Is there a way out of this freeze?

A consensus has to be developed in the two countries to engage in negotiations

Talat Masood May 10, 2023
The writer is a retired lieutenant general of the Pakistan Army and a former federal secretary. He has also served as chairman of the Pakistan Ordnance Factories Board


It is indeed unfortunate that Shanghai Cooperation Organisation (SCO) — a forum initially created by China and Russia and later expanded to eight member states, four observer states and six dialogue partners to enhance economic cooperation among member states — has been shamefully used by India to target Pakistan. The irony is that it accuses Pakistan of raising the issue of human rights violations in Kashmir and breach of international and bilateral agreements on the occupied region.

India has, since the very beginning, used the false narrative of accusing Pakistan’s support for the just cause of Kashmiris right to determine their future as though it is promoting terrorism. Whereas, the reality is just the opposite, as India is consistently not only defying the UNSC resolutions on Kashmir but using harsh and brutal tactics bordering on genocide to subdue the genuine grassroots freedom struggle of Kashmiris.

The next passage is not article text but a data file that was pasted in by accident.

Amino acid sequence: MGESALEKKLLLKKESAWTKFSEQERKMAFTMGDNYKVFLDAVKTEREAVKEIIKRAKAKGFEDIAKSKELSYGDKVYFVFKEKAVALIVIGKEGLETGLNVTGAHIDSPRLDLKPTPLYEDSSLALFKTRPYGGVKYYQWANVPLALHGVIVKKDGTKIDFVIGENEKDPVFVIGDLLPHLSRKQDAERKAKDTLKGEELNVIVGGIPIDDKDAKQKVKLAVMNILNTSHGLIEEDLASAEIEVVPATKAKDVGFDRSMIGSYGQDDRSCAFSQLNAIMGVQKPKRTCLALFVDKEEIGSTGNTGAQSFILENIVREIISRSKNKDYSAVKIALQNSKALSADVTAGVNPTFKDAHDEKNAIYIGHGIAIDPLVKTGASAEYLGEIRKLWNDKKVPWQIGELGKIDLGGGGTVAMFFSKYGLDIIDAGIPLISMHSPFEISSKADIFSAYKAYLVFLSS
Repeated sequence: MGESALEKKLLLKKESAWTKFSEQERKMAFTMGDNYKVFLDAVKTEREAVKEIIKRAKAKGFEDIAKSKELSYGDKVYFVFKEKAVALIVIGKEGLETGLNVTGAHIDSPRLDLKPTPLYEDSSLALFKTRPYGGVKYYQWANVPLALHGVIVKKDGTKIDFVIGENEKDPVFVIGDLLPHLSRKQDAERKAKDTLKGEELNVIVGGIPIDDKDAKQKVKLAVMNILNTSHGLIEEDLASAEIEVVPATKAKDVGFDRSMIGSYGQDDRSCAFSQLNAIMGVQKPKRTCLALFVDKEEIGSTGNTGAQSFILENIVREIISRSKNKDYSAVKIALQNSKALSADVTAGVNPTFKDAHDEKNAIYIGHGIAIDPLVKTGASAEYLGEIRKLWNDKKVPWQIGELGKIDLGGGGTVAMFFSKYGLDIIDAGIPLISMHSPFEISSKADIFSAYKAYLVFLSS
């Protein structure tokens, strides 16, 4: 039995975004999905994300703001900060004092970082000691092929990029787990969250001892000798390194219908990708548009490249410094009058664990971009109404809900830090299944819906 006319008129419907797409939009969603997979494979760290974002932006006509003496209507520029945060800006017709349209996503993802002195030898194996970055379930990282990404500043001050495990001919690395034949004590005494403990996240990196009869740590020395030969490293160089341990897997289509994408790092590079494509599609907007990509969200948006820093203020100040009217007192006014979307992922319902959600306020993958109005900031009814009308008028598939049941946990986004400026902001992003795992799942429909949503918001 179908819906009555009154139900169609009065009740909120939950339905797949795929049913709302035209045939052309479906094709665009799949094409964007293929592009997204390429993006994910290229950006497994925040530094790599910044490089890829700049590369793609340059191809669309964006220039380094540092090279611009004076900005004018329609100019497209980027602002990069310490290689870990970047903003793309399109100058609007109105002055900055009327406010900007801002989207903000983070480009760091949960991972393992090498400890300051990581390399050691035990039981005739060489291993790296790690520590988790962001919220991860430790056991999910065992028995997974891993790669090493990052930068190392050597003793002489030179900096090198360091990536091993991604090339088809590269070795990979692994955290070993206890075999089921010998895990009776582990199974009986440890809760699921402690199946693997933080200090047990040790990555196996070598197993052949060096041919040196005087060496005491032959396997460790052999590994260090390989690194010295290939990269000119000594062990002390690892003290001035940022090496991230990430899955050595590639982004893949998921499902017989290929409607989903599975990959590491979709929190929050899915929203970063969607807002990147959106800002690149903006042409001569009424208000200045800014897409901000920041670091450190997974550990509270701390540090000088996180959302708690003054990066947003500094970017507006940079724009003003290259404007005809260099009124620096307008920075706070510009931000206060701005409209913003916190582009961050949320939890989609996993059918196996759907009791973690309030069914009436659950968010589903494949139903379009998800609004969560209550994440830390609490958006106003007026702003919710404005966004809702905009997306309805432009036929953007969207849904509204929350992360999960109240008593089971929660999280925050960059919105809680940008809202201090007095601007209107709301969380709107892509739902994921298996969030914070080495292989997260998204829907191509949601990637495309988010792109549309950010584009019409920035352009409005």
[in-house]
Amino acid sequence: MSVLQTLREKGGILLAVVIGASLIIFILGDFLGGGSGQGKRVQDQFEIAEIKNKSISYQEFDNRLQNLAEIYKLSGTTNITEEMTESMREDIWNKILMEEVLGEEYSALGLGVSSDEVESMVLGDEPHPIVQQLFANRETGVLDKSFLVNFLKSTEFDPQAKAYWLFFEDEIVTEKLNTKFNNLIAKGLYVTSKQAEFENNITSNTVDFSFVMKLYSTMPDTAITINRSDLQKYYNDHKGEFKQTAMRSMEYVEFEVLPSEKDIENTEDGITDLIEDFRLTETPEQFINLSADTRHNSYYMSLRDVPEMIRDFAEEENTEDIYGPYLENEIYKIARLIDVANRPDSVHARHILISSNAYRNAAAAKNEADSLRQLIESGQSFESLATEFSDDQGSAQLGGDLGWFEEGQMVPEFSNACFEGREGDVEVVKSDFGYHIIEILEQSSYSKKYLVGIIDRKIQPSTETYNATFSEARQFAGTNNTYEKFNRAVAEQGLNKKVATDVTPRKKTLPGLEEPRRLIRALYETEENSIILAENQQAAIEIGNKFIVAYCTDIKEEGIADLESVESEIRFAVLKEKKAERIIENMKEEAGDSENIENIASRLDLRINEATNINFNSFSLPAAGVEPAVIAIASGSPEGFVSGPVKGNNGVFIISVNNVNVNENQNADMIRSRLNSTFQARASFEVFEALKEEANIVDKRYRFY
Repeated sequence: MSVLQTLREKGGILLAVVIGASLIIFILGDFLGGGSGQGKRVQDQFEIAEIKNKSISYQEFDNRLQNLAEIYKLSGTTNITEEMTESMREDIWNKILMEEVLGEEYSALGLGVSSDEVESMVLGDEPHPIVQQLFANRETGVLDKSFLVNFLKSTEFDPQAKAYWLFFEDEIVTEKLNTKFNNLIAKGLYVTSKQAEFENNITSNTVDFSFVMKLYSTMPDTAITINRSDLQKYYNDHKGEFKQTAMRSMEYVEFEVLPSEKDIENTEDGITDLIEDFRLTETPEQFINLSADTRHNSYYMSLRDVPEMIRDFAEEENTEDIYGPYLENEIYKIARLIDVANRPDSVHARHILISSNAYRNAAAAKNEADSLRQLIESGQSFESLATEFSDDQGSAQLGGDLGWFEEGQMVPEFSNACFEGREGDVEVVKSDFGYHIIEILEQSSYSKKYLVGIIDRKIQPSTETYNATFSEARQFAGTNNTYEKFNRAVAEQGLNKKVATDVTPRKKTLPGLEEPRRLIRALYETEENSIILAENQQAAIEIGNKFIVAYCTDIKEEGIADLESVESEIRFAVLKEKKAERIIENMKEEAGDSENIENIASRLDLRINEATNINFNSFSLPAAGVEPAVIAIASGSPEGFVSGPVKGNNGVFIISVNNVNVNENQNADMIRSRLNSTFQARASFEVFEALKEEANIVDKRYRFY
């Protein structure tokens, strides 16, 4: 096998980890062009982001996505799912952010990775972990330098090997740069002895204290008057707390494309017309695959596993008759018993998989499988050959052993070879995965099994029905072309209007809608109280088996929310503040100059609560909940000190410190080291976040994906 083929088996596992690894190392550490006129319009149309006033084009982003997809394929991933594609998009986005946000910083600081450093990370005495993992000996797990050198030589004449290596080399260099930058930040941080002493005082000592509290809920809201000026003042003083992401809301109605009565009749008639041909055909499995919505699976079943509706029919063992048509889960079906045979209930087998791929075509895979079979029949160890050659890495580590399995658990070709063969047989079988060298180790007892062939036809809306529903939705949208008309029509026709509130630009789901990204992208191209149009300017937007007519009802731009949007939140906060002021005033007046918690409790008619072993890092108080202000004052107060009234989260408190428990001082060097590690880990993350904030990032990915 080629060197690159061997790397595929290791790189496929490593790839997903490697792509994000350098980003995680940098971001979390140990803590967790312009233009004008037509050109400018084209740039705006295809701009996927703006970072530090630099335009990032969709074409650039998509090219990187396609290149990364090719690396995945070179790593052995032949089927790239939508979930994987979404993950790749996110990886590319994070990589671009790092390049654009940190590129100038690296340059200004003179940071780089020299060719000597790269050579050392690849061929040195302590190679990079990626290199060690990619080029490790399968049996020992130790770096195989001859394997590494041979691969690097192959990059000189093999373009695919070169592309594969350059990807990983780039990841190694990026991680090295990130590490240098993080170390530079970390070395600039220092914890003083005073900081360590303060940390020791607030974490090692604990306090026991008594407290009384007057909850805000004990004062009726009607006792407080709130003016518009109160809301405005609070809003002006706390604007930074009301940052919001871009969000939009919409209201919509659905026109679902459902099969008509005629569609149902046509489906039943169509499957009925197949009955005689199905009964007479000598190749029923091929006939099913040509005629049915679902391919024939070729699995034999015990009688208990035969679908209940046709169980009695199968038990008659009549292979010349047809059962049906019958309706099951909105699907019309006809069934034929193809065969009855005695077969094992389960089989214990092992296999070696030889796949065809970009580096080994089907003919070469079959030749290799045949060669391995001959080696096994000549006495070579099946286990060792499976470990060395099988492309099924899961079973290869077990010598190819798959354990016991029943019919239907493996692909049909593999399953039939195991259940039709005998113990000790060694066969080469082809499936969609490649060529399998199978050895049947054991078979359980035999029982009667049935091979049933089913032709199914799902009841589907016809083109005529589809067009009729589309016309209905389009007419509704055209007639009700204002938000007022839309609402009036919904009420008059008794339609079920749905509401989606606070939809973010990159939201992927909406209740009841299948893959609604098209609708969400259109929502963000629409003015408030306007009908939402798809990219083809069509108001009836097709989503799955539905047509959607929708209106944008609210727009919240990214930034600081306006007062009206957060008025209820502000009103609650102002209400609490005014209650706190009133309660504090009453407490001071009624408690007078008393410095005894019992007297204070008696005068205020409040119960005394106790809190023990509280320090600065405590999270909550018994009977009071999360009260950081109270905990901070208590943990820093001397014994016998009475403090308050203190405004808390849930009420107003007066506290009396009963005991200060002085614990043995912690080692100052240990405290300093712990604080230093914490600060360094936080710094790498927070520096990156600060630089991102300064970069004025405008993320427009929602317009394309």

Global powers, especially the US and major Western countries that supposedly champion universal human rights and freedom struggle, have brazenly looked the other way on India’s gross transgressions. The contrast of the US and West to China’s policy towards Uyghurs that are mainly Muslims and other minorities to India’s treatment of Muslims and other minorities is muted. It is apparent that expediency overrides principles. It is, however, important to recognise that Chinese leadership has invested heavily in the uplift of Uyghurs in terms of promoting education and building infrastructure. This should go a long way in removing disparities and opening up new horizons for Uyghurs. In sharp contrast, every effort is being made by the BJP government to deny the Muslims equal rights.